Yep, the day he was neutered. Honestly, I'm not sure if the day was more traumatic for me or for him. While he was the one actually having surgery, at least he was oblivious of what was to come and asleep during the procedure. I, on the other hand, had plenty of time to worry about it before-hand and during, as I was wide awake.

I woke up that morning feeling sick with nerves. I continued to feel sick on my drive in to Deer Creek Animal Hospital. Romeo was supposed to arrive between 7 & 8 am, so I made sure we were there right at 8. Normally, this is the time most people deliver their dogs to the vet tech and pick them up the next day.

I, however, was planning to be there for the entire process. I brought Romeo back to the surgery prep area myself. He was curious but not overly rambunctious as he often can be. Most dogs are placed in kennels when they are not being prepped for surgery or in surgery. They have two large kennels for the large dogs, so we were assigned one of those so that I could hang out with Romeo.

I'm just going to say right now, that no matter how many blankets you pile on the floor of a kennel, it is really really uncomfortable. My back and neck were paying the price the rest of the weekend. But there are a lot of things I will subject myself to for my dogs, and apparently, extreme discomfort is one of them.

Normally, I would have plenty of treats along to help make the process a more enjoyable and positive one, but since surgery was eminent, food was not allowed. The pre-anesthetic can cause some vomiting (which it did), and the less in their stomachs to vomit, the better. So I brought a few of his favorite toys, but even those did not get him excited. He was nervous and knew something was up. But he didn't struggle to get away, didn't carry on, didn't even show too much interest (some, but not nearly as much as he normally would) in the other dogs. He mostly just settled in and waited with me for his turn.

I held Romeo in place when the vet techs inserted his catheter and gave him his pre-anesthetic injection. Fortunately, by the time they shave certain body parts, the dogs are pretty much knocked out. He struggled a bit with the procedures, but handled it fairly well. Romeo was first up for surgery, and once he was about to go under the knife, I stepped out for a few minutes. I knew from past experience that it was best for me not to watch the procedure being done on my own dog or I might very well end up in a lump on the floor of the surgical room.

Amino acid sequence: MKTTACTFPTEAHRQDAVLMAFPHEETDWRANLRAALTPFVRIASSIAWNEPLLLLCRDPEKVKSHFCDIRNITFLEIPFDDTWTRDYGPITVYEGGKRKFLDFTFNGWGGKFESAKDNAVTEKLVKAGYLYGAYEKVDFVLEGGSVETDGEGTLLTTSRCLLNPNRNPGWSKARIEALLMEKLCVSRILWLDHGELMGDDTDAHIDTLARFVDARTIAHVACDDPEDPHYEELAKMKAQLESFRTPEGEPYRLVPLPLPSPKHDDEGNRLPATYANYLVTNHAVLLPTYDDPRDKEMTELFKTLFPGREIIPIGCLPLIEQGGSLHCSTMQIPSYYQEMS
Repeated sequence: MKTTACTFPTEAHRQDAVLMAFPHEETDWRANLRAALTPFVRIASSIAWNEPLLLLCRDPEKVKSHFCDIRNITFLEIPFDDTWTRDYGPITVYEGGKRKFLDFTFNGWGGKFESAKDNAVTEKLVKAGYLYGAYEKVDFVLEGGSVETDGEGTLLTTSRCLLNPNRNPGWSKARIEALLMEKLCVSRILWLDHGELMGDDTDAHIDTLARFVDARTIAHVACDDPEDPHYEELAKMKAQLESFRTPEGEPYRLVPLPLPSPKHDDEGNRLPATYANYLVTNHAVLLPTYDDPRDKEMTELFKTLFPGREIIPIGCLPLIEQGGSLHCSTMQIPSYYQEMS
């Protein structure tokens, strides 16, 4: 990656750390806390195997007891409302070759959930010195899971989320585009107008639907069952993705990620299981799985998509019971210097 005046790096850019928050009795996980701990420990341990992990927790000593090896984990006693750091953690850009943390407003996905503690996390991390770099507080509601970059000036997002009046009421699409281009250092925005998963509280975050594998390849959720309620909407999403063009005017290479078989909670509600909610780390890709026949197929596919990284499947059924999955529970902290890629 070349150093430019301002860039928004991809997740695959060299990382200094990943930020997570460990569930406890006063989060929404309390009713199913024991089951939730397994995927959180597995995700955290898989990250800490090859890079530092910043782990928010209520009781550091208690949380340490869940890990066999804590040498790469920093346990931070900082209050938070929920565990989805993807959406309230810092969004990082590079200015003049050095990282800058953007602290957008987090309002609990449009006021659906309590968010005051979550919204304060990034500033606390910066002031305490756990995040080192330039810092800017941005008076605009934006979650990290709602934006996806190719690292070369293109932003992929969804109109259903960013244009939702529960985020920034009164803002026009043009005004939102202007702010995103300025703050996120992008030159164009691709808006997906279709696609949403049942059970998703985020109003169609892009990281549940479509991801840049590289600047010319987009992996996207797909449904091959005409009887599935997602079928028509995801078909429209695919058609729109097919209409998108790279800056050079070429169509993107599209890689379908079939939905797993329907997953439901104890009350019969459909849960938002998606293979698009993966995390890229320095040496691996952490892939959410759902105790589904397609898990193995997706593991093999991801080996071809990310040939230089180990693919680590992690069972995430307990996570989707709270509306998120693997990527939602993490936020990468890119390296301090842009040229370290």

He went in for surgery around 9:30 am and was done within probably 15 minutes. Once completed, they bring him back out to the kennel with the breathing tube still inserted. One of the techs stays with us until he starts to come out of the anesthesia and start breathing normally on his own. Then the tube is removed and he is left to rest. Most dogs are in their own kennel. Romeo, of course, has me to snuggle with and help keep him warm.

For the most part, he napped, but he once in a while got up to rearrange himself. He drooled like crazy and soaked a couple of towels. He looked like his Greyhound sister for a while, napping with his tongue hanging out the side of his mouth. At times he seemed a bit uncomfortable, but hopefully not in too much pain.

By about 1:15 pm, our vet said I could take him outside to pee. Although moving slowly, he seemed pretty steady on his feet. In another hour, I was allowed to get him checked out and take him home. Most dogs stay the night for observation and rest, but they made an exception for me since they knew I would be watching Romeo closer than anyone else ever would.

Once home, he mostly rested and napped snuggled up on the couch with me – his favorite snuggle spot. When it was time to go out to potty, we took him out on leash to ensure no running around. I opted against one of the ridiculous Elizabethan cone collars – I'm sure Romeo would thank me profusely if he knew about it – and instead chose to keep a close eye on him for the next couple of days. That first night we didn't get a lot of sleep, as we tried to make sure he didn't lick anything he shouldn't be licking. Any time he would move, one of us would wake up and listen for licking noises and redirect him.

For the most part, he didn't attempt to do too much licking, so things are healing up nicely. I realized that the most stressful part of all of this for me was the anticipation of it all. Once I arrived at Deer Creek on Friday morning, I was perfectly calm – ok, maybe not perfectly, but actually pretty calm. I knew he was in good hands, and everyone there did a great job with him – and with me, the worried Mama!

I'm glad it's over. While it's considered a routine surgery, it is surgery nonetheless, and I prefer to avoid surgeries whenever I can. I'll write more on his rest/recuperation in my next post.